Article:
The opinion of the court was delivered by: ALESIA
Before the court are three motions to dismiss plaintiff Clyde J. Copeland's amended complaint pursuant to Federal Rule of Civil Procedure 12(b)(6). The first motion is on behalf of defendant Northwestern Memorial Hospital; the second is on behalf of defendant City of Chicago; and the third is behalf of defendants Lee Harbaugh and Abel Pena. For the reasons that follow, the court grants all three motions to dismiss.
On March 4, 1996, plaintiff Clyde Copeland ("Copeland") filed a six-count complaint in this court, alleging various claims against defendants Northwestern Memorial Hospital ("Northwestern"), the City of Chicago ("the City"), Abel Pena ("Pena"), Lee Harbaugh ("Harbaugh"), and other unknown defendants. On May 30, 1997, the court dismissed the complaint in its entirety. Copeland v. Northwestern Mem'l Hosp., 964 F. Supp. 1225 (N.D. Ill. 1997).
A. Standard for deciding Rule 12(b)(6) motion to dismiss
When deciding a motion to dismiss under Federal Rule of Civil Procedure 12(b)(6), the court must accept all factual allegations in the complaint as true and draw all reasonable inferences in favor of the plaintiff. Cromley v. Board of Educ. of Lockport, 699 F. Supp. 1283, 1285 (N.D. Ill. 1988). If, when viewed in the light most favorable to the plaintiff, the complaint fails to state a claim upon which relief can be granted, the court must dismiss the case. See FED. R. CIV. P. 12(b)(6); Gomez v. Illinois State Bd. of Educ., 811 F.2d 1030, 1039 (7th Cir. 1987). However, the court may dismiss the complaint only if it appears beyond a doubt that the plaintiff can prove no set of facts in support of his claim that would entitle him to relief. Conley v. Gibson, 355 U.S. 41, 45-46, 2 L. Ed. 2d 80, 78 S. Ct. 99 (1957). Finally, when reviewing a pro se complaint, the court must employ standards less stringent than if the complaint had been drafted by counsel. Donald v. Cook County Sheriff's Dept., 95 F.3d 548, 555 (7th Cir. 1996).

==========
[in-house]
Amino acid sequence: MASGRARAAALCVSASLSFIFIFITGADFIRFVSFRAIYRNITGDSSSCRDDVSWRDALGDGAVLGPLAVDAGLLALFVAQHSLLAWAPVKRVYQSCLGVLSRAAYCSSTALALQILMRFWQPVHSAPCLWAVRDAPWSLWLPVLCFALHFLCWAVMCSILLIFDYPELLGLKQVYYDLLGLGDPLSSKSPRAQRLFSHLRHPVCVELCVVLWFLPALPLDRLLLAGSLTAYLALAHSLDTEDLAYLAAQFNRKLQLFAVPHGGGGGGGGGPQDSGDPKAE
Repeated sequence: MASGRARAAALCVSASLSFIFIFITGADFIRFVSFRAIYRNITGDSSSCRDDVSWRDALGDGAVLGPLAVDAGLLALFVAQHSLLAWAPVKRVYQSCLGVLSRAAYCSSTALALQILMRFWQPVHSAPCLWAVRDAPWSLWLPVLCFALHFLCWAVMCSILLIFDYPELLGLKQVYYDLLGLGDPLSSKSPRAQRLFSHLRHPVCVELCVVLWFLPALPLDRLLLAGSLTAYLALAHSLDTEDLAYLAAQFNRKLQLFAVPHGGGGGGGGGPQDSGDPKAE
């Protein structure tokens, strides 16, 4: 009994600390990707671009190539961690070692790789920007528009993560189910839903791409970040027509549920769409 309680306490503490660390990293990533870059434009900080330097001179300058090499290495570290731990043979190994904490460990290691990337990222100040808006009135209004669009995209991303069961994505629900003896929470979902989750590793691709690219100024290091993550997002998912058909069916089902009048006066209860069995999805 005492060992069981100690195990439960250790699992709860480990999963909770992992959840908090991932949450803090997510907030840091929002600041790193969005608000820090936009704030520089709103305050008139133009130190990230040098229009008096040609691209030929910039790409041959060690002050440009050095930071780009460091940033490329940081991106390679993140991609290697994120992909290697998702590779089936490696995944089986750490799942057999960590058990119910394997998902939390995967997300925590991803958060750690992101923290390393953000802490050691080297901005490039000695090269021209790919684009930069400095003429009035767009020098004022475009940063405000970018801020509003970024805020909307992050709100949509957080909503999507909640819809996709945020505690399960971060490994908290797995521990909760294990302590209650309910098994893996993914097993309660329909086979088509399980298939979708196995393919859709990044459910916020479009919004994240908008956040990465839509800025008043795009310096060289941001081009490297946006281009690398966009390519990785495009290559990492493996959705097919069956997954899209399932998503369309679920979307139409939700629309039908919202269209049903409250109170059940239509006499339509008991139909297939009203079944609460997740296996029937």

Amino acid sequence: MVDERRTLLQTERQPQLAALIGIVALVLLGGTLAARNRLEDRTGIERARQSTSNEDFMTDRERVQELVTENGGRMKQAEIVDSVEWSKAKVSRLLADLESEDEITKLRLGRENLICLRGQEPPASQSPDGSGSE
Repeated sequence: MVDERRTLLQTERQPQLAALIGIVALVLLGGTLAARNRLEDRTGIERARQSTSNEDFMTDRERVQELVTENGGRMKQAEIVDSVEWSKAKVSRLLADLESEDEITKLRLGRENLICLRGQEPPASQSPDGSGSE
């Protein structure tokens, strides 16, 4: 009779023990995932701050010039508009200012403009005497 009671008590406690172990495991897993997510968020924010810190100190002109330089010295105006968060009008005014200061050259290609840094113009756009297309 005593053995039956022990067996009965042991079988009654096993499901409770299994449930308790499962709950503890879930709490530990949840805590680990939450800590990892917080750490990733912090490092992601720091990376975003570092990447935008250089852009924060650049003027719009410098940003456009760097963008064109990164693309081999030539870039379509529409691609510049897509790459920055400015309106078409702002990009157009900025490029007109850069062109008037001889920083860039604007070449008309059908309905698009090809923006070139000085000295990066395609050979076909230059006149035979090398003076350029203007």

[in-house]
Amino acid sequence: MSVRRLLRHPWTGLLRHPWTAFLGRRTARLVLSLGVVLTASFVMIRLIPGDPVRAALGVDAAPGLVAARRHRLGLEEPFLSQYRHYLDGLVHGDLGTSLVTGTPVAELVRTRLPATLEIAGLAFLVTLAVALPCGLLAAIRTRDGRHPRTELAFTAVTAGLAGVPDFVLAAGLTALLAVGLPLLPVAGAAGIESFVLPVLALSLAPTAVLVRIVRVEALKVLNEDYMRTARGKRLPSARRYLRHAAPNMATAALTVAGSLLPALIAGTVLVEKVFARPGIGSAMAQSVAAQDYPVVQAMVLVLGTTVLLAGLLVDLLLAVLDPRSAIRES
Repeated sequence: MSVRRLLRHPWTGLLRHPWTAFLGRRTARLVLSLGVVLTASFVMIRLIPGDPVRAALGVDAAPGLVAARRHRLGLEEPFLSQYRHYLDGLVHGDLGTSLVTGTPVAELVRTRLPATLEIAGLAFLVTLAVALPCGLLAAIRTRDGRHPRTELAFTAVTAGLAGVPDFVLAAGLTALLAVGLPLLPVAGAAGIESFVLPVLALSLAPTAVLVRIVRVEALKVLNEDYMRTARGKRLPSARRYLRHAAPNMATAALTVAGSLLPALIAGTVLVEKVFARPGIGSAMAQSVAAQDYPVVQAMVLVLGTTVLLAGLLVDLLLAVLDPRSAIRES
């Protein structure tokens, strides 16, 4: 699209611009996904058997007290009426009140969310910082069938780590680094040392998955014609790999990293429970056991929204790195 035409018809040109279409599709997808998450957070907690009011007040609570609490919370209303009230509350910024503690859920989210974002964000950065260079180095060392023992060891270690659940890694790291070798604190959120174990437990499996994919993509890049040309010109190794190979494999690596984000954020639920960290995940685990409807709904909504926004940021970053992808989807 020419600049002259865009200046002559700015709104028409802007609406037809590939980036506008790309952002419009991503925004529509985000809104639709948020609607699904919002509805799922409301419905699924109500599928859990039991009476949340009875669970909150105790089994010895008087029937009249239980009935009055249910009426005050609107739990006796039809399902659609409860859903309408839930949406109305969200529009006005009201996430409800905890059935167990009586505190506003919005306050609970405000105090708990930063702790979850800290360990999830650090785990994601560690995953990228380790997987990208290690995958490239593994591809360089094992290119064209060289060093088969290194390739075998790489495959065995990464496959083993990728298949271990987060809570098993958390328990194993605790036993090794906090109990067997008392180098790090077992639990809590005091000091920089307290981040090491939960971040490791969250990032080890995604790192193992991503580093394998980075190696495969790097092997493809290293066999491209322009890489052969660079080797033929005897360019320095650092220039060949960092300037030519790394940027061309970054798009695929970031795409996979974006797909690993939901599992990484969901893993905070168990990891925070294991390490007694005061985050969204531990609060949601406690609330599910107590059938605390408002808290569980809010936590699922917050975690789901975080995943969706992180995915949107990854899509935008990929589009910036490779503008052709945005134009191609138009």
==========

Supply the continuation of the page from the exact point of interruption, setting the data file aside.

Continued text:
B. Federal question claims
1. Counts One, Two, Three, and Four -- claims against Northwestern for constitutional violations
Counts One, Two, and Three allege that Northwestern violated various constitutional rights of Copeland. Northwestern is a private, not state, actor; therefore, in essence, Counts One, Two, and Three must be section 1983 claims against Northwestern. See Serfecz v. Gallitano, 1995 U.S. Dist. LEXIS 17030, No. 95 C 5140, 1995 WL 680829, at *3 (N.D. Ill. Nov. 14, 1995). Count Four is a section 1983 claim against Northwestern (and also the City) for the same constitutional violations alleged in Counts One, Two, and Three.
To state a claim under section 1983, a plaintiff must allege that the defendant acted under color of state law; thus, section 1983 claims generally do not reach a private individual's conduct. Copeland, 964 F. Supp. at 1238. However, a private individual might be subject to liability under section 1983 under either a joint action or a conspiracy theory. Id.; Bowman v. City of Franklin, 980 F.2d 1104, 1107 (7th Cir. 1992).
As with his original complaint, however, Copeland's amended complaint does not allege sufficiently either a joint action or a conspiracy theory as a basis for subjecting Northwestern to section 1983 liability. Copeland, 964 F. Supp. at 1238. Therefore, because Copeland's amended complaint fails to allege that Northwestern or any of its employees or agents acted under color of state law in any way, the court dismisses Count One in its entirety ...